This blog series has been following breaches of Protected Health Information (“PHI”) that have been reported on the U.S. Department of Health and Human Services (“HHS”) list (the “HHS List”) of breaches of unsecured PHI affecting 500 or more individuals (the “List Breaches”). On February 24, 2012, HHS posted number 400 in the ever-lengthening parade of List Breaches.

The first postings on the HHS List occurred on March 4, 2010.  Therefore, it took almost exactly two years to reach the 400 level, which means that an average of 200 postings of List Breaches have been occurring each year.


A closer look at the 400 List Breaches reveals that there are an appreciable number of repeat entrants into the parade. This blog series has reported on a number of them, such as Henry Ford Health System with 3 List Breaches and University of Rochester Medical Center with 2 List Breaches. (In some cases assumptions had to be made as to repeat entrants because the names of some covered entities on the HHS List were similar but not identical to others or appeared to be different divisions of the same covered entity.) 


Based on the assumptions and the review, there were 28 covered entities with 2 List Breaches, 16 covered entities with three List Breaches and 1 covered entity with four List Breaches (counting multiple divisions as one covered entity). Therefore, there were 337 separate covered entities that reported the total of 400 List Breaches.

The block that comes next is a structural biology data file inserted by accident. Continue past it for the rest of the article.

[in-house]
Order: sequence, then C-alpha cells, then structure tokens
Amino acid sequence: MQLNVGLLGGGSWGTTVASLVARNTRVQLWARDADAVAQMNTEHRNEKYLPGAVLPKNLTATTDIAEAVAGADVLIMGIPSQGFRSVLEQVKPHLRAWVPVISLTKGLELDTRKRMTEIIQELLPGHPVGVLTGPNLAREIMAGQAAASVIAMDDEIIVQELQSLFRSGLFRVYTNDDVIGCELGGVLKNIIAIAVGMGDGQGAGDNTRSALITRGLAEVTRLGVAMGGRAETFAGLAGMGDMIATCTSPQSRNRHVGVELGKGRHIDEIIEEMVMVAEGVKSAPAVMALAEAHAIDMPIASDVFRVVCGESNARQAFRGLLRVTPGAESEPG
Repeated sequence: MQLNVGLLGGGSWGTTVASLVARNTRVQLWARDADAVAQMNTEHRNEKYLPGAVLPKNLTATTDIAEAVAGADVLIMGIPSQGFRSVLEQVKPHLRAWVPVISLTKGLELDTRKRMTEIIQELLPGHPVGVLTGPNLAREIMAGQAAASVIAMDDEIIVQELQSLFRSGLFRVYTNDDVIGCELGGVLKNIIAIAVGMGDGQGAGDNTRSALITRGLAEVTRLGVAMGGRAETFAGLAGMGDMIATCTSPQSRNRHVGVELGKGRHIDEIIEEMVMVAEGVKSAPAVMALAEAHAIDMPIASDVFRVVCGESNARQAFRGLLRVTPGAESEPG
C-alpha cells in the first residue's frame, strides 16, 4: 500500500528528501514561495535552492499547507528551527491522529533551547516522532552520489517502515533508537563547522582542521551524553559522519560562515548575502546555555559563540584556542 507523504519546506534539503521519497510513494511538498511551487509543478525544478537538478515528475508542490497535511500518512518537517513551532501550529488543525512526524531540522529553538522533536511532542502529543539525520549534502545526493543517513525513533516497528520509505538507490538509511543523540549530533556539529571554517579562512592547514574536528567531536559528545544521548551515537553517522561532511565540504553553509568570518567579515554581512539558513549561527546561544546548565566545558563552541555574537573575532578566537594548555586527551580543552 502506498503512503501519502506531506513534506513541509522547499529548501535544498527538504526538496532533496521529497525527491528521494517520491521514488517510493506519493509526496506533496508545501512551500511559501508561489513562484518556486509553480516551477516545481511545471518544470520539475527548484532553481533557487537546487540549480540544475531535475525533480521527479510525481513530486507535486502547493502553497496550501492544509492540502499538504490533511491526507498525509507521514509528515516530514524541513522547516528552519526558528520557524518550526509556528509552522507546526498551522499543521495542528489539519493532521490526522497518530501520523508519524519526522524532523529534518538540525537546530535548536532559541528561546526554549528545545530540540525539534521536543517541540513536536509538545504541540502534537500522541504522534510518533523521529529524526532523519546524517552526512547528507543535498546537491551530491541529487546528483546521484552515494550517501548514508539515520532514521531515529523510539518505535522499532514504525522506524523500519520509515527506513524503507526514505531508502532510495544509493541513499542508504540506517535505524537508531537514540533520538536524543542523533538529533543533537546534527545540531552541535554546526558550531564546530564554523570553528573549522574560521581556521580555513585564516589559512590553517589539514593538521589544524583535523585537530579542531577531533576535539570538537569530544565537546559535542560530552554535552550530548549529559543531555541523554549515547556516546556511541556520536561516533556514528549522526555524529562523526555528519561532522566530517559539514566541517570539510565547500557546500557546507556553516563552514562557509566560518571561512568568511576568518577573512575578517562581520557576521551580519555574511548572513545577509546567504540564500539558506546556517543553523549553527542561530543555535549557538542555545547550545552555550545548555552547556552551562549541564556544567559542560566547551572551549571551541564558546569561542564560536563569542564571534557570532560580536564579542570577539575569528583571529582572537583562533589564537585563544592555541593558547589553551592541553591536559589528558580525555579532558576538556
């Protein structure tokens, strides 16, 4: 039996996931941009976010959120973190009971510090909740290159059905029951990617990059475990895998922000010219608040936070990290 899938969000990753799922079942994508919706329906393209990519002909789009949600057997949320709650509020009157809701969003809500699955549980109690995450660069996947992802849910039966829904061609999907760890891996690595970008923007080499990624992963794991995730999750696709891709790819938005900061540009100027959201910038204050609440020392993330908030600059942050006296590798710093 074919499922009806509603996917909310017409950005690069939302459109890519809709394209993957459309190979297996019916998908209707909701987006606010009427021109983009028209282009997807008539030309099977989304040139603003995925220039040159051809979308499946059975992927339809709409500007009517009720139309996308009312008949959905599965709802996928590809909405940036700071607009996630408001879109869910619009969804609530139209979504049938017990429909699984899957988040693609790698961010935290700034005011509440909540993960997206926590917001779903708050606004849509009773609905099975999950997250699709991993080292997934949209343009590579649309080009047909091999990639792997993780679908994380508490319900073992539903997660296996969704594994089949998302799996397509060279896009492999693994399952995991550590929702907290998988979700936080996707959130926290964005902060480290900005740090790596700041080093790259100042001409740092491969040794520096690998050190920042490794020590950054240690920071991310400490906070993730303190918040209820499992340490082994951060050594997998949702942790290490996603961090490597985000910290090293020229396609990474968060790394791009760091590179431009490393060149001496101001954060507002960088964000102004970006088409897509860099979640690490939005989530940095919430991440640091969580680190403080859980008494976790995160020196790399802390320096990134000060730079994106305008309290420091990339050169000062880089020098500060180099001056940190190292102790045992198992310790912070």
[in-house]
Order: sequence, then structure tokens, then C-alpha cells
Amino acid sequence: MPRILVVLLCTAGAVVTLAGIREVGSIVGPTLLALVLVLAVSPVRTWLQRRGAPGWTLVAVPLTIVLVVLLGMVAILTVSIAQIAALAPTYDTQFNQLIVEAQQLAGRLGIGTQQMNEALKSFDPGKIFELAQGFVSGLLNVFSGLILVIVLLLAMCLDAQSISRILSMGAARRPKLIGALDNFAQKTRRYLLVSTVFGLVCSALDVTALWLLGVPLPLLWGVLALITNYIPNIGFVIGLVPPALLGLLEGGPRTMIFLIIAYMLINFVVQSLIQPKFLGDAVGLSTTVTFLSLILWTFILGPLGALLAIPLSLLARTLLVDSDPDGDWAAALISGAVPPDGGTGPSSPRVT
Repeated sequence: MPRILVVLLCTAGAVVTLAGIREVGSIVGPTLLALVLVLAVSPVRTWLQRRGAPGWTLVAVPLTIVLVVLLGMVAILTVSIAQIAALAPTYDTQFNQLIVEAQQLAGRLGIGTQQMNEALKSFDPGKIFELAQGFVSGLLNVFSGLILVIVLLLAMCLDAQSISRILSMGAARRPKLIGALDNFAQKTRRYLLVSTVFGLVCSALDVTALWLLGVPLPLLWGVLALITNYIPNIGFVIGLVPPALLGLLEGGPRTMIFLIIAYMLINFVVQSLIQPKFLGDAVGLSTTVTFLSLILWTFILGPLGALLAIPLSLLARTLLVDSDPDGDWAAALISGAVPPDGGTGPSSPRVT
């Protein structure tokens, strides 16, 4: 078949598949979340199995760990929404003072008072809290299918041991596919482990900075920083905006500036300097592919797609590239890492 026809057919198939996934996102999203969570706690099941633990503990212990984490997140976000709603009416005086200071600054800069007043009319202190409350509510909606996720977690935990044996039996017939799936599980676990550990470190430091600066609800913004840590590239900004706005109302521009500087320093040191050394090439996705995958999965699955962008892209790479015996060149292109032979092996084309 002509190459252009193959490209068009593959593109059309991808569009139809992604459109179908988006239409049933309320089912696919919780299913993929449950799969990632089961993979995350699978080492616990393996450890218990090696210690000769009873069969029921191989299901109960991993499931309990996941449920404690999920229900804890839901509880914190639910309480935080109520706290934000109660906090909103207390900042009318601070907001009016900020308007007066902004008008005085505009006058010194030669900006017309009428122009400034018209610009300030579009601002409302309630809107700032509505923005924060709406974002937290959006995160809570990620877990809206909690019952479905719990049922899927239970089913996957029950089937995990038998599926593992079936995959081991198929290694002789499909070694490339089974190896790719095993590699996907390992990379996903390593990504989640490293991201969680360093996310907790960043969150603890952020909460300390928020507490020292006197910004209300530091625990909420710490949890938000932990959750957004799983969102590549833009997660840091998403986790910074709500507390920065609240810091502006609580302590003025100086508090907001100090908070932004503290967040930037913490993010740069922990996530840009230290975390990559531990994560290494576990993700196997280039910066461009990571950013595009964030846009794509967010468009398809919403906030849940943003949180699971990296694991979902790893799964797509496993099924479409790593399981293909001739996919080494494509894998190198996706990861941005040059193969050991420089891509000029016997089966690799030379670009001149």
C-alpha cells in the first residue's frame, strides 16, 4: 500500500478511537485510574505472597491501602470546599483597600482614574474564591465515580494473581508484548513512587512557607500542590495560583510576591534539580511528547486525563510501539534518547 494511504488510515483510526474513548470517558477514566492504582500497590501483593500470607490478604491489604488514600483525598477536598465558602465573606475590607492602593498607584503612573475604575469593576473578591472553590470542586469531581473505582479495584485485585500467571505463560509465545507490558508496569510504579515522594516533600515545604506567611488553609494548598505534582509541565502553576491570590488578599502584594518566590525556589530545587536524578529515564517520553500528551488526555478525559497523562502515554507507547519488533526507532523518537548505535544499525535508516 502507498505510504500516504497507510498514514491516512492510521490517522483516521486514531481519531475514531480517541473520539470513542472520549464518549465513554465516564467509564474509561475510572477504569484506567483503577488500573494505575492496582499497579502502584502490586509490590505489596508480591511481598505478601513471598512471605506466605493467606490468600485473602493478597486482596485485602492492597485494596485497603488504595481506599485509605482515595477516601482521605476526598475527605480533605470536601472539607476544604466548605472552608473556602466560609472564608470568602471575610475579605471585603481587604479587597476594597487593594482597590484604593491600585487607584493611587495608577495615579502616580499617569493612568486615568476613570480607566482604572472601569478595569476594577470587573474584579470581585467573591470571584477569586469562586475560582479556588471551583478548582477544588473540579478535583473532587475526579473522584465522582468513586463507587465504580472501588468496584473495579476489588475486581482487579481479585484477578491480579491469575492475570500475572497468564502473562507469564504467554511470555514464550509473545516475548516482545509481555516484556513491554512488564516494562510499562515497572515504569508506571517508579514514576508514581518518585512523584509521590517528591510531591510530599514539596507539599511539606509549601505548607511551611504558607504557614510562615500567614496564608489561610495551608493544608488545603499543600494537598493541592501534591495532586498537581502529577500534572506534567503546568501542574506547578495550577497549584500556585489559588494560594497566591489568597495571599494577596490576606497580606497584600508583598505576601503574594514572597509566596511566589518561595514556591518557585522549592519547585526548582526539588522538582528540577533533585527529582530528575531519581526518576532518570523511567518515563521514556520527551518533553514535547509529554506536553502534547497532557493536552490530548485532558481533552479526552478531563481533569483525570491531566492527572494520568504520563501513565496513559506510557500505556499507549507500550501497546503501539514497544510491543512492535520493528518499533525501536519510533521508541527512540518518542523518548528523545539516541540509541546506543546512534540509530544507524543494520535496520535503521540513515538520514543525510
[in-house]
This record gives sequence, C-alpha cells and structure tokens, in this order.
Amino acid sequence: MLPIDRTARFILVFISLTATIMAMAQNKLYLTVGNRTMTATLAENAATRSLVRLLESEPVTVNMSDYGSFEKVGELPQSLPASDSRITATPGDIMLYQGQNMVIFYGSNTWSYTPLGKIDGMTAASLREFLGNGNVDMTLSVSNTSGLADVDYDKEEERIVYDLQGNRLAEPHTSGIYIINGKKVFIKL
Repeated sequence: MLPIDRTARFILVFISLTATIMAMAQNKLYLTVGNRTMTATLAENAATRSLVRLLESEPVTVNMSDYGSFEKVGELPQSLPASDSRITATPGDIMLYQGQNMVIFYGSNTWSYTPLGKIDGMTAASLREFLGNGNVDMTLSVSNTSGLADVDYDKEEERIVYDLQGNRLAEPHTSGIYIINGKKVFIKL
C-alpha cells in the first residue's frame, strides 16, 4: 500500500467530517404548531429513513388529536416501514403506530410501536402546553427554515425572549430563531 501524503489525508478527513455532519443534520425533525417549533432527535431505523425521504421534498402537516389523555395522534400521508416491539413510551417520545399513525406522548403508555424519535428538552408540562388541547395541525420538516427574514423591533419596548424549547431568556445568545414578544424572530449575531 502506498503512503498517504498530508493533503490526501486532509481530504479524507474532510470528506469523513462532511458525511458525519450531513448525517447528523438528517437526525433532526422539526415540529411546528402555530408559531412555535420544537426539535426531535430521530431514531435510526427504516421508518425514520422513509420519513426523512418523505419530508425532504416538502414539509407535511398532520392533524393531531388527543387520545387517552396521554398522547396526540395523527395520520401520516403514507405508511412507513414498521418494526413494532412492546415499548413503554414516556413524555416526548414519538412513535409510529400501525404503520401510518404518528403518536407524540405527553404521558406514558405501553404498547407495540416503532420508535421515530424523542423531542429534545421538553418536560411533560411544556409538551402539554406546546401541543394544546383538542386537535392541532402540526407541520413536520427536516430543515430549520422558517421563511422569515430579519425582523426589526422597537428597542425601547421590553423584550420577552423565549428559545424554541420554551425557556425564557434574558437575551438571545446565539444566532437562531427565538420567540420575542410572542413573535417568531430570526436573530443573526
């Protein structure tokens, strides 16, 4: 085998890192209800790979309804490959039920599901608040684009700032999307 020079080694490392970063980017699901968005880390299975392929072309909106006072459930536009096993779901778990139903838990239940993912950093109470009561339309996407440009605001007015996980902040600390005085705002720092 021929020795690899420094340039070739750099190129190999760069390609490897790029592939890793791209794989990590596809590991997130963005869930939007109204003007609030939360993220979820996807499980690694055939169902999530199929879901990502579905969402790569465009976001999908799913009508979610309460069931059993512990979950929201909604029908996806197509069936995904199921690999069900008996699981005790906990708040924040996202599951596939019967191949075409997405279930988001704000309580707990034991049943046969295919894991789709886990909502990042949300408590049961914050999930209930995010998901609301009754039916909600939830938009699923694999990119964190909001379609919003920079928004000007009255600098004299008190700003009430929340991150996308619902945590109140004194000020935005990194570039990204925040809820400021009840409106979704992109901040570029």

Of the total of 400 List Breaches, 223 of them attributed the cause or partial cause of the breach to be “Theft.” As a matter of fact the 400th List Breach was reported by Triumph, LLC as a theft on December 13, 2011 of a laptop affecting 2,000 individuals at several of its North Carolina behavioral and psychiatric facilities.


While the Parade of List Breaches continues to grow, there are many more PHI data breaches involving fewer than 500 individuals that are occurring as well. As this blog series has emphasized in the past, it is more a question of when a covered entity will suffer a PHI data breach and how severe the breach will be, rather than if it will suffer a breach.